Amazon have fallen foul of the Advertising Standards Authority (ASA) for their add on products and the way they advertised free delivery
There are some products which only qualify for free delivery if they form part of an order valued at £20 or above. However it’s claimed that it wasn’t made clear enough that the £20 order total had to be made up from products sold by Amazon or third party products fulfilled by Amazon.
It is possible to have an Amazon order totalling over £20 with products from third party sellers offering free delivery in which case the add on items still wouldn’t qualify for free delivery.
The ASA noted that Amazon’s delivery charges were complex but also stipulated that the cost of delivery would form part of a buyer’s decision making process when adding items to their shopping basket.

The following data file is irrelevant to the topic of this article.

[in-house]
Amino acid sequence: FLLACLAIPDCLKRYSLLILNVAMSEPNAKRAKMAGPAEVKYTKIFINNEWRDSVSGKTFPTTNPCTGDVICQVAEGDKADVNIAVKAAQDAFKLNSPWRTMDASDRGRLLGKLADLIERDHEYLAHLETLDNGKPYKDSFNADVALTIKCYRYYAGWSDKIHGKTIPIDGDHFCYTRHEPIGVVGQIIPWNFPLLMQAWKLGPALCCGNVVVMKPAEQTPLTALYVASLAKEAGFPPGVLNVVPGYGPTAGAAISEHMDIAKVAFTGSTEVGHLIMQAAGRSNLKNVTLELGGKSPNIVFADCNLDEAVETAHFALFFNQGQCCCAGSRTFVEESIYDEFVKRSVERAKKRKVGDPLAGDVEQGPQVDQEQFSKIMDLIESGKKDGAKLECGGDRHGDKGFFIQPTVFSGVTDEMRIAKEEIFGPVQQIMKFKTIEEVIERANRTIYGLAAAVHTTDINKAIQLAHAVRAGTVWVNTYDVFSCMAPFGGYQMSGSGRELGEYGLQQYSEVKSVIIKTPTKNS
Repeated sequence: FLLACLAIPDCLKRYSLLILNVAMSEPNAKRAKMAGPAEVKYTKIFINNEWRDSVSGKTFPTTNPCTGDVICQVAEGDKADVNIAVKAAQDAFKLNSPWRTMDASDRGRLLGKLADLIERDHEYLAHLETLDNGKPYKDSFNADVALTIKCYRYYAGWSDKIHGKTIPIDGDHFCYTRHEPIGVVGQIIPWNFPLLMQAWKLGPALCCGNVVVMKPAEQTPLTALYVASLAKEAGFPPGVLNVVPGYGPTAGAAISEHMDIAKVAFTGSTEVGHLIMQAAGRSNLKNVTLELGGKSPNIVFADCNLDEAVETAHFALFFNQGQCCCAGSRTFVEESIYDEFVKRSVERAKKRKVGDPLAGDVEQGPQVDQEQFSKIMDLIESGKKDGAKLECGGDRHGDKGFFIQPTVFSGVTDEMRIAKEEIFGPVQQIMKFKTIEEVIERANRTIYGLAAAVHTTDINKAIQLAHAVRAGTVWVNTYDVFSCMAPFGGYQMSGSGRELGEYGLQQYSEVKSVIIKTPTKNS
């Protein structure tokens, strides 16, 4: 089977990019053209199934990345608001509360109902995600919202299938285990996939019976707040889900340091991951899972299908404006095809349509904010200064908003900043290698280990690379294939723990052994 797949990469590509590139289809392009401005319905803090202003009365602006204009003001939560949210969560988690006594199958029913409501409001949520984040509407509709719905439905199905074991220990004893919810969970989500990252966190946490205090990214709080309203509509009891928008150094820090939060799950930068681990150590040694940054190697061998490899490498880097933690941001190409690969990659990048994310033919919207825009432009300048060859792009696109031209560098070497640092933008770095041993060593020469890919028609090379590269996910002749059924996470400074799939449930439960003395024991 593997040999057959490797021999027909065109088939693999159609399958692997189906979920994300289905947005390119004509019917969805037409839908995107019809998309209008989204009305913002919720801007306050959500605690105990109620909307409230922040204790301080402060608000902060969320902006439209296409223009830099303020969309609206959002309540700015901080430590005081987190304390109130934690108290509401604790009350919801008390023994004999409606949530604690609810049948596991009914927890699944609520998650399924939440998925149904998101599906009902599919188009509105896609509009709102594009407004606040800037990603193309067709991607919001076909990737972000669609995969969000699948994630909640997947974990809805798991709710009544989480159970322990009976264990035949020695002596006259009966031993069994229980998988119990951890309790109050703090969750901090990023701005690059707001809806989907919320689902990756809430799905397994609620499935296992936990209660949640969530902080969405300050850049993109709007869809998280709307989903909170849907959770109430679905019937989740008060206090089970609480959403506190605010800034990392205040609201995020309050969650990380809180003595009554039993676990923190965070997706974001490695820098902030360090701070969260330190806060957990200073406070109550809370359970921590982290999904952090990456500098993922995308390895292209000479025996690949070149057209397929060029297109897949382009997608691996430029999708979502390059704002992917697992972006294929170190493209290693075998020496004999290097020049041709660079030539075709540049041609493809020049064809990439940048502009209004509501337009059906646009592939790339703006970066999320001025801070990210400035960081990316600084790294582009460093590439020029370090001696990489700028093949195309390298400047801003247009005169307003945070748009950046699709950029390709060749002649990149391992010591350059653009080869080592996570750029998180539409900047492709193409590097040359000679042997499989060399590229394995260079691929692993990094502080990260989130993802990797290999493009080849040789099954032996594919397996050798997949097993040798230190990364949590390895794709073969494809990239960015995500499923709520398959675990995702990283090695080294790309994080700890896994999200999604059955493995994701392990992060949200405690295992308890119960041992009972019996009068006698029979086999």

The ASA’s code stipulates that “if delivery charges could not reasonably be calculated in advance, ads must state that such charges were payable”. The ASA also concluded that Amazon’s hyperlinked “About FREE Delivery” web page contradicted the free delivery for orders over £20 messaging as it excluded items from 3rd party sellers possibly after the buyer had made a purchasing decision.
The ASA concluded “the ads did not make sufficiently clear which items were eligible for free delivery, and under what terms, and that they were therefore misleading”.
This won’t mean Amazon have to change their delivery offers. Just that they’ll have to change the advertised wording around add on products.